We have MSRPs, reps that service the core accounts, and we try and work with our retailers so that it’s easy to do business with us. We support contests and marketing efforts that our retailers have, basically try and do as much for them as they do for us. Be a partner in the business.
Besides the seasonal changes in product offerings, how has the Goldcoast product line changed and/or improved in the last six years?
I can say with total confidence that our product is better than it has ever been. It’s been a constant process of improvement, and I couldn’t be prouder. We have new manufacturing partners who are committed to the success of our brand, plus we’ve got total control over our product from the factory level to the shipping dock.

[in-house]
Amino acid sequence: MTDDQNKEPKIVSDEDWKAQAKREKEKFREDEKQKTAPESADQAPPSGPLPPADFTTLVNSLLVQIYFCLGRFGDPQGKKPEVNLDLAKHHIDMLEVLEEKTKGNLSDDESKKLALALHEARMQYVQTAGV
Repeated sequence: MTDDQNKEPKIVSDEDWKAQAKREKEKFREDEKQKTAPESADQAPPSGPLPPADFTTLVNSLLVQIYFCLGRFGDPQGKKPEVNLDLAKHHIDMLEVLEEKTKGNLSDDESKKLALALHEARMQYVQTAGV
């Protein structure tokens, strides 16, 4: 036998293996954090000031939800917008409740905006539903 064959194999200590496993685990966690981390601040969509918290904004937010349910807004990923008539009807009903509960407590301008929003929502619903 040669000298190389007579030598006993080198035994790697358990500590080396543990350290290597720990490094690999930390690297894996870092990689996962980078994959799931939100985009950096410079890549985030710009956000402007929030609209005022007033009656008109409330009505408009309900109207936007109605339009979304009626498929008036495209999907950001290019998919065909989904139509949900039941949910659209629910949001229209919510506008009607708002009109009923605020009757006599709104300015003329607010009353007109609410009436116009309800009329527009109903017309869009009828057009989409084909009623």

Which Goldcoast setup do you personally ride the most, and why?
Like I mentioned earlier, I’m doing a lot more cruising and skatepark skating these days. I have the Classic Bamboo Cruiser and the Death To Summer Pool Deck, Century C60 Trucks, Helshredica Bearings, and Shred Boots Burnouts Wheels for my park setup.
What’s the “age limit” on skateboarding? Or, is there such a thing? How long do you see yourself skating?
I’ll keep skating as long as I physically can. Even if it’s just a push around the neighborhood, that does so much for me mentally. It keeps me young. There’s no age limit, you just have to be comfortable being the “old guy”!
Here’s an interesting question that I’m basing on personal experience. When I had my company, I was amazed that I only spent maybe twenty percent of my time actually running my company; the other eighty (or so) percent was mostly spent talking to kids, and answering all of their various questions. Do you have the same experiences in your role as a brand manager? If so, what sorts of things do the kids ask you? And what kinds of answers (or advice) do you give them?